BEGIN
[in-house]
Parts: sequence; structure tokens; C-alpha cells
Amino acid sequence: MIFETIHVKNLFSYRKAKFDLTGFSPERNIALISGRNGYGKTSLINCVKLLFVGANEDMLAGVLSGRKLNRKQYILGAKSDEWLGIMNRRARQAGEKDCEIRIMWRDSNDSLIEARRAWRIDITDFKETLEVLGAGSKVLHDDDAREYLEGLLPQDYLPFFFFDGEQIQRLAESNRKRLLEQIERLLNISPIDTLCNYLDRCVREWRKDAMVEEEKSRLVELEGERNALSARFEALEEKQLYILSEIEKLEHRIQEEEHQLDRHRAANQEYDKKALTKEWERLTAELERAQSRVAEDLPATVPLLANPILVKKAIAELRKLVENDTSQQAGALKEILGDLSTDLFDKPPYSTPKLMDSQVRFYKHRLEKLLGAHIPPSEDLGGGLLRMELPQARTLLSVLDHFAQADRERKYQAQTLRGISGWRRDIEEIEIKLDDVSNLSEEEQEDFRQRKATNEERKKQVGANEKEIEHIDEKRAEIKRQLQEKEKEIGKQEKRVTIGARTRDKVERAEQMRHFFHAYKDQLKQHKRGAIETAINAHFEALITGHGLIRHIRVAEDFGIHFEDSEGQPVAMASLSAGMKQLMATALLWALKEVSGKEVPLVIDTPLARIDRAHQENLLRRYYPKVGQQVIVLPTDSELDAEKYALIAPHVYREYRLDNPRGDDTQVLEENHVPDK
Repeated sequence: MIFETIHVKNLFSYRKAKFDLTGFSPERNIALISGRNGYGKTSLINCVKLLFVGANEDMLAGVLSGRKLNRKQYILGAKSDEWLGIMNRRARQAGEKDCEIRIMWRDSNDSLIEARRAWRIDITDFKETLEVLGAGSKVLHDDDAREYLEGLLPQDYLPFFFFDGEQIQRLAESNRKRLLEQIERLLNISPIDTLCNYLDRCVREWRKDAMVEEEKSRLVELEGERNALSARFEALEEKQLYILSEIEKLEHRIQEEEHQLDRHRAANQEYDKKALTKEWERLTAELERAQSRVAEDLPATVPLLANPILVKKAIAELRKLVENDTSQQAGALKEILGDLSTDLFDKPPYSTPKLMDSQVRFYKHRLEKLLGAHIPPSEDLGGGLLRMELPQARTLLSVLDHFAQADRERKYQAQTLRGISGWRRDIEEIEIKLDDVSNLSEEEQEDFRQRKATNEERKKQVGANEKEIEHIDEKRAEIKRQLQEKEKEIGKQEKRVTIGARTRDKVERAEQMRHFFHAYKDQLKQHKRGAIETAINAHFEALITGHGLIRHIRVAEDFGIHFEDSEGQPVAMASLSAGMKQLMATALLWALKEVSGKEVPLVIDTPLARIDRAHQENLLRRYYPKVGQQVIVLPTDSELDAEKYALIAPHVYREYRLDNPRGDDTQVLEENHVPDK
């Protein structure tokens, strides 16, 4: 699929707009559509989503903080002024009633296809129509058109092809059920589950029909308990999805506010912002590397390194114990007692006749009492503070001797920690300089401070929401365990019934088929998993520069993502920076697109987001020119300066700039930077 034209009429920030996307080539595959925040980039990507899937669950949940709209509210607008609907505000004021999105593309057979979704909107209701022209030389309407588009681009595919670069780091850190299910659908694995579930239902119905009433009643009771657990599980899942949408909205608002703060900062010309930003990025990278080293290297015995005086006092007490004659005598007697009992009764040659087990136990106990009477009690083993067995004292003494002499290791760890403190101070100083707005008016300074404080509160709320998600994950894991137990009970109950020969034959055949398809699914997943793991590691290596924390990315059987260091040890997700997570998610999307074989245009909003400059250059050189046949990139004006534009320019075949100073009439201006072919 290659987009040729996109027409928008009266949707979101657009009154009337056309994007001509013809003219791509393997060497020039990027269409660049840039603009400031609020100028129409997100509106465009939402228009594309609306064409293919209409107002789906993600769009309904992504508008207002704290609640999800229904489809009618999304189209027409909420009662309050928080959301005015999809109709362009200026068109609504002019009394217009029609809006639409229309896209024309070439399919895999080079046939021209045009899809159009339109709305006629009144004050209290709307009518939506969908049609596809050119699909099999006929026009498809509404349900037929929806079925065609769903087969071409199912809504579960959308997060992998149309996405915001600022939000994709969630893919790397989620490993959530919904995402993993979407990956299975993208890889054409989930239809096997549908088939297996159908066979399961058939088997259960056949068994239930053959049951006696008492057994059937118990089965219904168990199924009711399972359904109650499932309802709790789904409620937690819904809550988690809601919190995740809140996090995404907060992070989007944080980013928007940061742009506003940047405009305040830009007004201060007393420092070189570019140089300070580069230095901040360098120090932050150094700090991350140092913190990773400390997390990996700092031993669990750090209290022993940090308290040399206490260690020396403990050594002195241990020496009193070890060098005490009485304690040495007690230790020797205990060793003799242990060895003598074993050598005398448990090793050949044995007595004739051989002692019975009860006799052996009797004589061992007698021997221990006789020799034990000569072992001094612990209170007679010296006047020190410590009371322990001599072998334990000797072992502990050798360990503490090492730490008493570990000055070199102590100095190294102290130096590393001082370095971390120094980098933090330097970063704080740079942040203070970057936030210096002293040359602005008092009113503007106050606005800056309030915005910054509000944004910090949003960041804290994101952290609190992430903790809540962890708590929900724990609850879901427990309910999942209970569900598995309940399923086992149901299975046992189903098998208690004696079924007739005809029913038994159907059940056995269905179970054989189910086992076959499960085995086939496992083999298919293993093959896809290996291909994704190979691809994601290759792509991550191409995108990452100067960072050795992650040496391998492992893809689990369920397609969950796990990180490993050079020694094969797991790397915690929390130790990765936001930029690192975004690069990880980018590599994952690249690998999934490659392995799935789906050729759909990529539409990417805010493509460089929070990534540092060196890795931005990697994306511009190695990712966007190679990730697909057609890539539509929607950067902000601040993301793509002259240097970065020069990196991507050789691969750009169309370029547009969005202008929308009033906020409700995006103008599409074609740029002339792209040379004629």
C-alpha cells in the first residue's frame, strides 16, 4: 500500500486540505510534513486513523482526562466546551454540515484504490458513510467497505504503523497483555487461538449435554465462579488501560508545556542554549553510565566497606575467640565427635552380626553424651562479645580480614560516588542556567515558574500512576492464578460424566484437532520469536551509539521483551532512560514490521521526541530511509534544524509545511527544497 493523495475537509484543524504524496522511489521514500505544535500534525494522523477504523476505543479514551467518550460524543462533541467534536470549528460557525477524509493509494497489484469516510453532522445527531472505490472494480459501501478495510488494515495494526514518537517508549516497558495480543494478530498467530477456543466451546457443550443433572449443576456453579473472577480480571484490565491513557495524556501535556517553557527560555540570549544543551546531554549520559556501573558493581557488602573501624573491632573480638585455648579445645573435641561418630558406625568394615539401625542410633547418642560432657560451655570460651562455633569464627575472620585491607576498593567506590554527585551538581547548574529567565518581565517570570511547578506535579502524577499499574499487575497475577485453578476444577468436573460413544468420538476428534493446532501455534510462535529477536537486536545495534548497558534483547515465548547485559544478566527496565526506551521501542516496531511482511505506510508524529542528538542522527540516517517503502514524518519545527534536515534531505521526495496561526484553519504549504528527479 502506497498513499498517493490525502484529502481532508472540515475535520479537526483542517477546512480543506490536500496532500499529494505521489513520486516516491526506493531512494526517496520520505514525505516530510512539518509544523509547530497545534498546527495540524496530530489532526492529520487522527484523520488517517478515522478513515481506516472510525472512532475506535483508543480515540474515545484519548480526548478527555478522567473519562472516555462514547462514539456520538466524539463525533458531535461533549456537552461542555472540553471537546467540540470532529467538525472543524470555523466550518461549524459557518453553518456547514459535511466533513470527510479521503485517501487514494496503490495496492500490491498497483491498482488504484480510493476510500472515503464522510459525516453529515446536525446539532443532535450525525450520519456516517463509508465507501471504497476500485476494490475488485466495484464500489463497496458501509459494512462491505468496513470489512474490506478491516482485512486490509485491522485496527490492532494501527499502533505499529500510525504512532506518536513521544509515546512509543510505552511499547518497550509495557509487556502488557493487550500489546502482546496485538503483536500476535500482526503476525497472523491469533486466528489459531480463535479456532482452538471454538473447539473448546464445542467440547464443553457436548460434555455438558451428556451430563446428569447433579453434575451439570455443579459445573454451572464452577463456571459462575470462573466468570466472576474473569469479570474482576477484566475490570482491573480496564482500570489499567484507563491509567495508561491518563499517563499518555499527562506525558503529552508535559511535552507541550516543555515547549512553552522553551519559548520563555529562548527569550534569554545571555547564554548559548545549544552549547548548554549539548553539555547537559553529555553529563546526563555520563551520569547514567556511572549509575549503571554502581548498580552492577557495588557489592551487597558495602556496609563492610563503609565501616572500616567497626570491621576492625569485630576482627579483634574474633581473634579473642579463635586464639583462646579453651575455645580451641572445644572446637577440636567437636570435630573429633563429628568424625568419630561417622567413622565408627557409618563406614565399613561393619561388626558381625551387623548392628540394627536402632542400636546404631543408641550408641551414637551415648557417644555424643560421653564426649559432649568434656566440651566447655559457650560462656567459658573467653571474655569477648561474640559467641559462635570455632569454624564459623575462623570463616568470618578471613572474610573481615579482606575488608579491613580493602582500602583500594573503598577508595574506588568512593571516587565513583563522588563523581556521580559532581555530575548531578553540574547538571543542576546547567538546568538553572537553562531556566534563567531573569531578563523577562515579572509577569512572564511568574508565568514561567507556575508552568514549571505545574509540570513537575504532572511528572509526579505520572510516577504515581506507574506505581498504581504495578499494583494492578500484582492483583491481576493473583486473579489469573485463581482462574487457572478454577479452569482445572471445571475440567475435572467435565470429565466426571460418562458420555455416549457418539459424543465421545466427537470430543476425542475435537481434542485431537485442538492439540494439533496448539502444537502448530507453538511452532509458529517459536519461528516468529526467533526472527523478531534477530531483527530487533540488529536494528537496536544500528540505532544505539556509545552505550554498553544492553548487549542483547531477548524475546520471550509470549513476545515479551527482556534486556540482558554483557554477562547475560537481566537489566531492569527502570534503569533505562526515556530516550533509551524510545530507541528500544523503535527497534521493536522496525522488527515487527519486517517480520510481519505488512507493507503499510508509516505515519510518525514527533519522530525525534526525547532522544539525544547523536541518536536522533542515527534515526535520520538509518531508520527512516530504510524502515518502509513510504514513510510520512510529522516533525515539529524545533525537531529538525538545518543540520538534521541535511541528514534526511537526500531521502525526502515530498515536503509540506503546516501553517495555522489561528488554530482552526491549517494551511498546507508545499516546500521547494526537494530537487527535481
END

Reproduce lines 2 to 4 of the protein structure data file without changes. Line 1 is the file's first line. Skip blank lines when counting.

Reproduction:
Parts: sequence; structure tokens; C-alpha cells
Amino acid sequence: MIFETIHVKNLFSYRKAKFDLTGFSPERNIALISGRNGYGKTSLINCVKLLFVGANEDMLAGVLSGRKLNRKQYILGAKSDEWLGIMNRRARQAGEKDCEIRIMWRDSNDSLIEARRAWRIDITDFKETLEVLGAGSKVLHDDDAREYLEGLLPQDYLPFFFFDGEQIQRLAESNRKRLLEQIERLLNISPIDTLCNYLDRCVREWRKDAMVEEEKSRLVELEGERNALSARFEALEEKQLYILSEIEKLEHRIQEEEHQLDRHRAANQEYDKKALTKEWERLTAELERAQSRVAEDLPATVPLLANPILVKKAIAELRKLVENDTSQQAGALKEILGDLSTDLFDKPPYSTPKLMDSQVRFYKHRLEKLLGAHIPPSEDLGGGLLRMELPQARTLLSVLDHFAQADRERKYQAQTLRGISGWRRDIEEIEIKLDDVSNLSEEEQEDFRQRKATNEERKKQVGANEKEIEHIDEKRAEIKRQLQEKEKEIGKQEKRVTIGARTRDKVERAEQMRHFFHAYKDQLKQHKRGAIETAINAHFEALITGHGLIRHIRVAEDFGIHFEDSEGQPVAMASLSAGMKQLMATALLWALKEVSGKEVPLVIDTPLARIDRAHQENLLRRYYPKVGQQVIVLPTDSELDAEKYALIAPHVYREYRLDNPRGDDTQVLEENHVPDK
Repeated sequence: MIFETIHVKNLFSYRKAKFDLTGFSPERNIALISGRNGYGKTSLINCVKLLFVGANEDMLAGVLSGRKLNRKQYILGAKSDEWLGIMNRRARQAGEKDCEIRIMWRDSNDSLIEARRAWRIDITDFKETLEVLGAGSKVLHDDDAREYLEGLLPQDYLPFFFFDGEQIQRLAESNRKRLLEQIERLLNISPIDTLCNYLDRCVREWRKDAMVEEEKSRLVELEGERNALSARFEALEEKQLYILSEIEKLEHRIQEEEHQLDRHRAANQEYDKKALTKEWERLTAELERAQSRVAEDLPATVPLLANPILVKKAIAELRKLVENDTSQQAGALKEILGDLSTDLFDKPPYSTPKLMDSQVRFYKHRLEKLLGAHIPPSEDLGGGLLRMELPQARTLLSVLDHFAQADRERKYQAQTLRGISGWRRDIEEIEIKLDDVSNLSEEEQEDFRQRKATNEERKKQVGANEKEIEHIDEKRAEIKRQLQEKEKEIGKQEKRVTIGARTRDKVERAEQMRHFFHAYKDQLKQHKRGAIETAINAHFEALITGHGLIRHIRVAEDFGIHFEDSEGQPVAMASLSAGMKQLMATALLWALKEVSGKEVPLVIDTPLARIDRAHQENLLRRYYPKVGQQVIVLPTDSELDAEKYALIAPHVYREYRLDNPRGDDTQVLEENHVPDK